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Urban areas more vulnerable to extreme climate events

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Urban planners in the Sultanate of Oman will have to consider the impact of heavy rainfall that usually follows the low-pressure systems developed in the sea, especially the Arabian Sea and the Indian Ocean.

According to the National Strategy for Adaptation and Mitigation to Climate Change for the Sultanate of Oman (2020-2040) of the Civil Aviation Authority (CAA), urban areas characterised by a high concentration of people, infrastructure, business, and industry will be vulnerable to extreme climate events in the absence of adequate planning and governance.

“Extreme rainfall can lead to flash floods, which can adversely affect business sectors such as telecommunications, insurance, and banking among others.”

Not to forget the amount of investment that will be needed to rebuild the infrastructure as was evident during the recent cyclone.

The report warned that with climate change, the Sultanate of Oman’s low-lying areas along the coast will be vulnerable to flooding from the combined impact of sea-level rise and storm surge associated with extreme weather events.

“The magnitude of flash floods and frequency could increase in the future from heavy rainfall. Plans for urban areas and infrastructure development should be re-evaluated to account for these risks.”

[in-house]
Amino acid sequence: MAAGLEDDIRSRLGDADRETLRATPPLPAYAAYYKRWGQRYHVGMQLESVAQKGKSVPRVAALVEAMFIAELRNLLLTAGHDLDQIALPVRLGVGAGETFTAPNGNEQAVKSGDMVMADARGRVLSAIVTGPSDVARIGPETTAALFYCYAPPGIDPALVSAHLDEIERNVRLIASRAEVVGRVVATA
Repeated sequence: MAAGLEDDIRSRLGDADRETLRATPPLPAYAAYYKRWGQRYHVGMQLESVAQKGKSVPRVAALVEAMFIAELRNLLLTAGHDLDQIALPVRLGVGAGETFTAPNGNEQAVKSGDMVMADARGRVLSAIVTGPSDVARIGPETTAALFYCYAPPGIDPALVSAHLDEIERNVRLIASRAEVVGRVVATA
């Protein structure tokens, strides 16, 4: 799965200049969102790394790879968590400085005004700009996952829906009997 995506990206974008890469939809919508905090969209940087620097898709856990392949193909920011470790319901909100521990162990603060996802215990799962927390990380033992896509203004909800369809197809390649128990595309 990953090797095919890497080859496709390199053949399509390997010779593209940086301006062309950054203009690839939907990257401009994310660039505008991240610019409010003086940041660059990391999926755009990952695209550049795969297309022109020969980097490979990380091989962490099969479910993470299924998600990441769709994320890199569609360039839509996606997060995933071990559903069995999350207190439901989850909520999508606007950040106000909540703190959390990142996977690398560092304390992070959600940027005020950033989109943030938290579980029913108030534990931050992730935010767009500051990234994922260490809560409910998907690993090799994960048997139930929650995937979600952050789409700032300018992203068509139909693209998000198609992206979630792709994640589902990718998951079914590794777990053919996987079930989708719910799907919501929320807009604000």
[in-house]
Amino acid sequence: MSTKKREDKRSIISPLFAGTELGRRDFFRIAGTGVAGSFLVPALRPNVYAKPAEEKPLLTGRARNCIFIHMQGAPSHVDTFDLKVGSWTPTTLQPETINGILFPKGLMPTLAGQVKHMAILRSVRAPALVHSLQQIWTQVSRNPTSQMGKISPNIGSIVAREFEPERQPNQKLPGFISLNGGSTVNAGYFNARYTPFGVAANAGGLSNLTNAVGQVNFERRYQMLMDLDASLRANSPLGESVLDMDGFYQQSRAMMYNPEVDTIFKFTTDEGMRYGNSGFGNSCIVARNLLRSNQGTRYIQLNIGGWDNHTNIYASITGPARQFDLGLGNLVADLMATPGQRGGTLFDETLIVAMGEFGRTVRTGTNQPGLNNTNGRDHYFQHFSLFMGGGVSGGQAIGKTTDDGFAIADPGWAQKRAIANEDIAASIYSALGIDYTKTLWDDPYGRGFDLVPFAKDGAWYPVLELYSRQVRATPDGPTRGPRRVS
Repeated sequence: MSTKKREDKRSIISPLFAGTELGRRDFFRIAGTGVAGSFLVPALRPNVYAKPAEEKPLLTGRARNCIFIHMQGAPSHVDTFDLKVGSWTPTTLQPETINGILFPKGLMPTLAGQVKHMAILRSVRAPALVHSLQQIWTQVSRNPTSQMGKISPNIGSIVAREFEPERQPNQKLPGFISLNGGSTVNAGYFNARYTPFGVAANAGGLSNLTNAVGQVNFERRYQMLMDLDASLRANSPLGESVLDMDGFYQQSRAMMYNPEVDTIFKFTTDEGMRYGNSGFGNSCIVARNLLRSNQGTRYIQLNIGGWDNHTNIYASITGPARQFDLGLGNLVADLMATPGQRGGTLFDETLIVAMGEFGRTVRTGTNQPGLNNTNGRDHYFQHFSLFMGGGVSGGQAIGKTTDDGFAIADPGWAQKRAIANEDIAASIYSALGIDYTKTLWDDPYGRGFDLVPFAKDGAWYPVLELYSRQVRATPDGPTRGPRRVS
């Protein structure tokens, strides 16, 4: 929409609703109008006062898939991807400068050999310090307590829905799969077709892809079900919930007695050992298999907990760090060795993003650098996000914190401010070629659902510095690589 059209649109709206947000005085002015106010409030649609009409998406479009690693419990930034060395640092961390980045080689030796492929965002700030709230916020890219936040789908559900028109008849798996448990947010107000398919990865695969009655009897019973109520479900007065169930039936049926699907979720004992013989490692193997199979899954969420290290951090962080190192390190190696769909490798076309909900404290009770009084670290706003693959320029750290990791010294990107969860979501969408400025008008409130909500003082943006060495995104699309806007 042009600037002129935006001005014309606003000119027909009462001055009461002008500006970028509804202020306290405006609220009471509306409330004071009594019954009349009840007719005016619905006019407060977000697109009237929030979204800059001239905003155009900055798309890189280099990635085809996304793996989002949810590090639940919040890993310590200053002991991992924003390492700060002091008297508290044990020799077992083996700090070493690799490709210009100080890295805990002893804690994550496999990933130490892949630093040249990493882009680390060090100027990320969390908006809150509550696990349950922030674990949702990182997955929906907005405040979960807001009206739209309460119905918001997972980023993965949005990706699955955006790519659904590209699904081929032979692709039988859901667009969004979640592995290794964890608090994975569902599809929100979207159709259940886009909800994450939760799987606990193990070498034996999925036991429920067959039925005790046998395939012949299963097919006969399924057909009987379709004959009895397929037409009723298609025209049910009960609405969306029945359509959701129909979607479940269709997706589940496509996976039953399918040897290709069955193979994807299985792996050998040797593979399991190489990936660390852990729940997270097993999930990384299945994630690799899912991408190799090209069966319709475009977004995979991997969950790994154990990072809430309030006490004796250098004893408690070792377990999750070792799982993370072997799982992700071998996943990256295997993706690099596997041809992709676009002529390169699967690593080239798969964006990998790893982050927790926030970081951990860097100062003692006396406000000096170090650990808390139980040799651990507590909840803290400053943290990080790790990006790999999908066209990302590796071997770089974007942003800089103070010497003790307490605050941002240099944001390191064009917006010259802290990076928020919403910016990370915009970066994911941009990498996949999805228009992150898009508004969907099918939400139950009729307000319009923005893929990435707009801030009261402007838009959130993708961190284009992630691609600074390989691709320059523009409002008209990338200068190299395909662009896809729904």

It quotes that Al Batinah is said to be the most vulnerable area in Oman with 98.5 per cent of its areas classified as very high-risk zone while Musandam is the least vulnerable with only 21.1 per cent of the coastal area being very high-risk zones.

Total inundated land from sea level rise ranges from about 386km2 with sea-level rise under 0.5m to over 500km2 under sea level of 1 metre.

Since 2007, the Sultanate of Oman has been affected by tropical storms of varying degrees, including cyclones.

Gonu was extremely powerful that went to the strongest cyclone on record in the Arabian Sea.

Mekunu was the strongest storm to strike the Dhofar Governorate since 1959. It developed out of a low-pressure area on May 21, 2018. It gradually intensified, passing east of Socotra on May 23 as a very intense tropical cyclone. On May 25, Mekunu reached its peak of intensity.

Phet hit the eastern coast in 2010 with winds reaching up to 120km per hour. Less destructive compared to Gonu, Phet damaged bridges, roads, desalination plants, electricity, and water pipes across the country.

The Budget 2022 said that the government will allocate RO 200 million to repair damage caused by Cyclone Shaheen that hit the country in October last year.

Most of the destruction was in Musannah, Al Suwaiq, Saham, Al Khabourah and Suhar.


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